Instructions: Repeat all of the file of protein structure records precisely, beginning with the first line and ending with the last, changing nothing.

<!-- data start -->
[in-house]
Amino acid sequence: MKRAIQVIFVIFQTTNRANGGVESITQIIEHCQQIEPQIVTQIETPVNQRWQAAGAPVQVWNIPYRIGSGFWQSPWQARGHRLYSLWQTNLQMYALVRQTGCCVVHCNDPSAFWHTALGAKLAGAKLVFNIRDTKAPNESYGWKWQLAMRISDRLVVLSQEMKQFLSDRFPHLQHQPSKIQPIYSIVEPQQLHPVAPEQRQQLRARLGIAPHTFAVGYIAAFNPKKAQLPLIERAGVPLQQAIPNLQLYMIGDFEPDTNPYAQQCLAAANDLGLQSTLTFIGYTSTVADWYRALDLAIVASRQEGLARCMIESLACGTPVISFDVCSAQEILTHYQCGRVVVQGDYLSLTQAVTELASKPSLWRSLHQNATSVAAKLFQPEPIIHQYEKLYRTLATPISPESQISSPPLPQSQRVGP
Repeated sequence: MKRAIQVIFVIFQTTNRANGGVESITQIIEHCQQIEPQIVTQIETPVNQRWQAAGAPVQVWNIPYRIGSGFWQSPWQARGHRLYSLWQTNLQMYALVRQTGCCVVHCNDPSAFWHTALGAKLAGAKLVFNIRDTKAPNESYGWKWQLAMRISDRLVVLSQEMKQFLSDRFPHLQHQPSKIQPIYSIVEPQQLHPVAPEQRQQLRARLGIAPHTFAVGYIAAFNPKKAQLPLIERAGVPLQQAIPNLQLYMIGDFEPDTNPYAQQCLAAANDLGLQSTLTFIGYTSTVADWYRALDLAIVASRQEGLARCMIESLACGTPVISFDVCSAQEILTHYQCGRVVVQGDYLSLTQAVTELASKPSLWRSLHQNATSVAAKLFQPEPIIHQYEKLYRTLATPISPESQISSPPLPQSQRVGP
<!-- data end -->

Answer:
[in-house]
Amino acid sequence: MKRAIQVIFVIFQTTNRANGGVESITQIIEHCQQIEPQIVTQIETPVNQRWQAAGAPVQVWNIPYRIGSGFWQSPWQARGHRLYSLWQTNLQMYALVRQTGCCVVHCNDPSAFWHTALGAKLAGAKLVFNIRDTKAPNESYGWKWQLAMRISDRLVVLSQEMKQFLSDRFPHLQHQPSKIQPIYSIVEPQQLHPVAPEQRQQLRARLGIAPHTFAVGYIAAFNPKKAQLPLIERAGVPLQQAIPNLQLYMIGDFEPDTNPYAQQCLAAANDLGLQSTLTFIGYTSTVADWYRALDLAIVASRQEGLARCMIESLACGTPVISFDVCSAQEILTHYQCGRVVVQGDYLSLTQAVTELASKPSLWRSLHQNATSVAAKLFQPEPIIHQYEKLYRTLATPISPESQISSPPLPQSQRVGP
Repeated sequence: MKRAIQVIFVIFQTTNRANGGVESITQIIEHCQQIEPQIVTQIETPVNQRWQAAGAPVQVWNIPYRIGSGFWQSPWQARGHRLYSLWQTNLQMYALVRQTGCCVVHCNDPSAFWHTALGAKLAGAKLVFNIRDTKAPNESYGWKWQLAMRISDRLVVLSQEMKQFLSDRFPHLQHQPSKIQPIYSIVEPQQLHPVAPEQRQQLRARLGIAPHTFAVGYIAAFNPKKAQLPLIERAGVPLQQAIPNLQLYMIGDFEPDTNPYAQQCLAAANDLGLQSTLTFIGYTSTVADWYRALDLAIVASRQEGLARCMIESLACGTPVISFDVCSAQEILTHYQCGRVVVQGDYLSLTQAVTELASKPSLWRSLHQNATSVAAKLFQPEPIIHQYEKLYRTLATPISPESQISSPPLPQSQRVGP